Saudi Arabia and Democracy Discourse in the Arab World

Monday, June 11, 2012

Ali Akbar Asadi, PhD Candidate
Department of International Relations, University of Allameh Tabatabaei

Popular uprisings and political developments in the Middle East and North Africa, which started in late 2010, have caused renewed surge of democracy discourse in the Arab world. Although democracy discourse existed in those regions before such developments, it had been marginalized by other dominant discourses like Socialism and Arab nationalism. Therefore, one may claim that for the first time in history of the Arab world, democracy as a discourse, is gaining its deserved position and necessary potential to turn into dominant discourse of the region. The most prominent feature of recent developments and uprisings in the Arab world is their popular nature. Other major characteristics which come next include being based on Islam and election win of major Islamist groups. Before these developments, the main political hallmarks of the Arab world were the sudden change of power as a result of military coups d’état, sudden domination and triumph of a political group or party, and intervention by foreign powers. Therefore, in a sense, this is the first time that people have entered the political arena as a social force to cause changes. Therefore, the democracy discourse has overtaken such traditional discourses as Socialism or nationalism in the Arab world and has been received enthusiastically by the Arab people.

Since the democracy discourse is quite new, not only the attitudes and approaches taken by domestic political groups and past regimes to this discourse, but reactions and approaches taken by regional and transregional powers are also remarkable. While some players have differences about internal elements of this discourse and, for example, are trying to create a link between democracy and Islam or to simply define democracy within Western liberal framework, other players are trying to foil their efforts and marginalize the democracy discourse.

Saudi Arabia is one of the most important regional and international political players which has tried in the past one and a half year to prevent promotion of the dominant democracy discourse in the Arab world. Although Saudi officials have taken different approaches to various kinds of crises, on the whole, their disillusionment with removal of traditional leaders such as former dictators of Egypt and Tunisia, Hosni Mubarak and Zine El Abidine Ben Ali, empowerment of new popular parties and groups and opposition to or control of popular uprisings especially in their immediate neighborhood such as Bahrain and Yemen proves that Saudis are at serious loggerheads with the democracy discourse in the Arab world. As for why the Saudi government is opposed to promotion and strengthening of democracy discourse in the Arab world, the most important reasons can be enumerated as authoritarian and traditional power structure in this country. In terms of political system, Saudi Arabia is ruled by one of the most backward political systems in the region in which people have no role to play and even official laws have considered no legal basis and framework for serious participation of people in the political arena. Since old times, the Saudi regime has tried to boost its legitimacy on the basis of Wahhabi ideology as well as by providing its people with economic facilities and welfare and political stability. Since the Saudi regime has no democratic dimension to it and is not even a populist state, domination and promotion of democracy discourse will be a serious threat to the country’s political system. This issue can also face the Saudi government with major medium- and long-term challenges in view of certain reformist tendencies and demands in the country.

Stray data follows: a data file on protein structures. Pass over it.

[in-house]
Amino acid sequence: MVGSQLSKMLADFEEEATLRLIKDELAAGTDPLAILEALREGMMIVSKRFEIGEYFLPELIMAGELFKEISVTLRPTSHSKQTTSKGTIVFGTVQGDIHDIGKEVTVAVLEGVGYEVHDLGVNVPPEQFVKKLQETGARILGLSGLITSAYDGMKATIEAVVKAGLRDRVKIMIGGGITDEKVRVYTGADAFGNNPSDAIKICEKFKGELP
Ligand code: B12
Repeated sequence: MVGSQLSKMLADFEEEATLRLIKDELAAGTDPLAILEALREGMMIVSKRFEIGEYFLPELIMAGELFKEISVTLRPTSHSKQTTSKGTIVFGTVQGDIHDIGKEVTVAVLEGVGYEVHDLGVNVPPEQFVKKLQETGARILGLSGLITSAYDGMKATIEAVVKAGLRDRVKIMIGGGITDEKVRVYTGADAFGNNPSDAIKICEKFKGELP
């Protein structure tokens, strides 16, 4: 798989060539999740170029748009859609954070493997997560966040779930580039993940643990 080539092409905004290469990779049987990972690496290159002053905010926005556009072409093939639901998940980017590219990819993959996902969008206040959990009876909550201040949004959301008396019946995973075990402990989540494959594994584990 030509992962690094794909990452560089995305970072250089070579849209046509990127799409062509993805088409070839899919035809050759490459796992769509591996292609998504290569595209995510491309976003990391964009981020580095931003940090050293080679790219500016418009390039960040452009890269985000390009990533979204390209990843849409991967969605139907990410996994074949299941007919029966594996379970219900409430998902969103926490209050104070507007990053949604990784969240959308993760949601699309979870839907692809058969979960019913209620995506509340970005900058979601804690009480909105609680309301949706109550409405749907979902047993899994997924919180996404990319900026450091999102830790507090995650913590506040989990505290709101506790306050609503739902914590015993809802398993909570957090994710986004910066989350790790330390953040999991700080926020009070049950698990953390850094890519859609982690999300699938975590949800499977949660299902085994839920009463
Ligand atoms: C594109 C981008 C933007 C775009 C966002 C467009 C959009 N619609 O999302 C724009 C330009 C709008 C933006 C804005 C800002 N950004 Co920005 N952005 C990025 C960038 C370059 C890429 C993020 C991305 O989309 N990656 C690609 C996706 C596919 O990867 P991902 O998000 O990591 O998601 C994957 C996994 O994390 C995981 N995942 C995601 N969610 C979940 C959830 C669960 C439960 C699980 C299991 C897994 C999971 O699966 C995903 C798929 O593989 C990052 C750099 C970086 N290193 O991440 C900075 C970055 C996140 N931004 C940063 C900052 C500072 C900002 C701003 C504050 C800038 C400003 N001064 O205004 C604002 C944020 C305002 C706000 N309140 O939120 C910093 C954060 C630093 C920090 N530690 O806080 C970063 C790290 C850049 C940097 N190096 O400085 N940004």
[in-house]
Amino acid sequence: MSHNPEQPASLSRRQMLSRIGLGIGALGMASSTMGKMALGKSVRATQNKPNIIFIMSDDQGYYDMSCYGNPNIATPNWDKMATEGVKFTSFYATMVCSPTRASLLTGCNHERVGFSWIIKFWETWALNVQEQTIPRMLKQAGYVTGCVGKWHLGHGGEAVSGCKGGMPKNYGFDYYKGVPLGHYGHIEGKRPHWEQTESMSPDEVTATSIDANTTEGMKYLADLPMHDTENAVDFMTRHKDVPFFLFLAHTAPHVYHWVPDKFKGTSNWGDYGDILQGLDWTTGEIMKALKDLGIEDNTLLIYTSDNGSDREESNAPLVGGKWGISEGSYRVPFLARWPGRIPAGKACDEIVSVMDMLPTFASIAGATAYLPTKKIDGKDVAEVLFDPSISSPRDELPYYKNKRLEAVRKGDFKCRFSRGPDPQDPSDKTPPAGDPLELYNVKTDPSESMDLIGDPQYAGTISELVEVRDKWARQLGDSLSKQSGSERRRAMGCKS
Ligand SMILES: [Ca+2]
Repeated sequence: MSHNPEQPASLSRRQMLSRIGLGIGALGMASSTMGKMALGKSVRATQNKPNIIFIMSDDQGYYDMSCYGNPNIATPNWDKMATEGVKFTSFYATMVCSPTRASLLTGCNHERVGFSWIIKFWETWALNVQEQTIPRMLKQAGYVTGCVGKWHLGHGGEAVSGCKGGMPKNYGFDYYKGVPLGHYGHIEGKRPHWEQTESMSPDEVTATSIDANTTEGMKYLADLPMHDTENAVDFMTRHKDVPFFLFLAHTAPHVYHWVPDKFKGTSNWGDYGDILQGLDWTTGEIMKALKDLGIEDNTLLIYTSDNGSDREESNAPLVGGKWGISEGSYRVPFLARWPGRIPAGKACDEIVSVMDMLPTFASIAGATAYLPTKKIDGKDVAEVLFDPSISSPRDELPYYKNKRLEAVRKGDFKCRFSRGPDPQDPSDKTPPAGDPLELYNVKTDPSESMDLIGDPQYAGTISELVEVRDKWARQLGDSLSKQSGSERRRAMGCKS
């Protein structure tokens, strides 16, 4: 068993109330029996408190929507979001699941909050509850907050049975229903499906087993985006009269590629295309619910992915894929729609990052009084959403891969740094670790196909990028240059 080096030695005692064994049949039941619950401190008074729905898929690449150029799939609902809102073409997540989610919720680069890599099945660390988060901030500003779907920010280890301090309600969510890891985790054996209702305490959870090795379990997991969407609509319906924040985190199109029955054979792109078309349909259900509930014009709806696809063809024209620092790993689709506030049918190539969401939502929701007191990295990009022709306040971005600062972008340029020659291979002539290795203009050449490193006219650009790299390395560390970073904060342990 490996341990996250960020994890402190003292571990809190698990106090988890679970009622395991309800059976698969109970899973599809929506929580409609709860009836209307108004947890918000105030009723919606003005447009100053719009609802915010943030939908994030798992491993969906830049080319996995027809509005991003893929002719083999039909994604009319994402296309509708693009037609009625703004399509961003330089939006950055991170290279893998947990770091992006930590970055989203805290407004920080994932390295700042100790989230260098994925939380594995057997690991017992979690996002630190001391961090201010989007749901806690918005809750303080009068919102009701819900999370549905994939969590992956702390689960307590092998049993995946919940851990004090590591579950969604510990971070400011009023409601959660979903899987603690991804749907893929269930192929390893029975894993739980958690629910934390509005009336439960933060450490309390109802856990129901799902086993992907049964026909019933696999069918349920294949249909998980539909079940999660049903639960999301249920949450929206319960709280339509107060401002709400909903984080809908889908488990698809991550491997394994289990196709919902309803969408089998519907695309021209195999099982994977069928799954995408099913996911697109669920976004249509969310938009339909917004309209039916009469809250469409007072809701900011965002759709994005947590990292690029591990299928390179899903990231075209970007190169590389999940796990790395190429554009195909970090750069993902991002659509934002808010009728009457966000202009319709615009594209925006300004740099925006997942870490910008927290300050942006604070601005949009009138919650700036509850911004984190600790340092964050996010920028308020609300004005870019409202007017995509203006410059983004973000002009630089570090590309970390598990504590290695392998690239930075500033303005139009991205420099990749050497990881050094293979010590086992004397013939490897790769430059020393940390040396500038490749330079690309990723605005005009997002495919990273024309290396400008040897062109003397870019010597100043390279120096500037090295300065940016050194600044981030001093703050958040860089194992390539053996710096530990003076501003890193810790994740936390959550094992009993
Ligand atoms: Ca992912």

The next important issue which should be discussed here is that Saudis are well aware of regional effects of a powerful democracy discourse because spread and promotion of this discourse will be followed by weakening and elimination of authoritarian and traditional states, especially monarchial regimes. It will also lead to emergence of popular governments which will finally reduce regional clout of Saudi Arabia and face it with unprecedented limitations and political isolation. It is quite clear that traditional tools and conventional means used by the Saudi government to boost its regional clout including Salafi radicals as well as economic power have gradually lost efficiency. As a result, the Arab world will be ushered into a new era in which governments like Saudi Arabia will not be able to play a decisive role.

It follows from the above facts that Saudi Arabia is one of the main players which are trying to undermine or weaken the democracy discourse and its promotion in the Arab world and is making various efforts in this regard. It is clear that the role played and efforts made by Saudi Arabia in this regard can be relatively successful in certain areas in the short term as a result of the existing regional challenges and crises as well as power tools available to the Saudi government. However, it seems that further strengthening and final domination of the democracy discourse in the Arab world is an unchanging, but challenging, end which awaits such authoritarian governments as Saudi Arabia in the long run and will force them to introduce fundamental changes in many areas.

Key Words: Saudi Arabia, Democracy Discourse, Arab World, Popular Uprisings, Arab Nationalism, Socialism, Asadi

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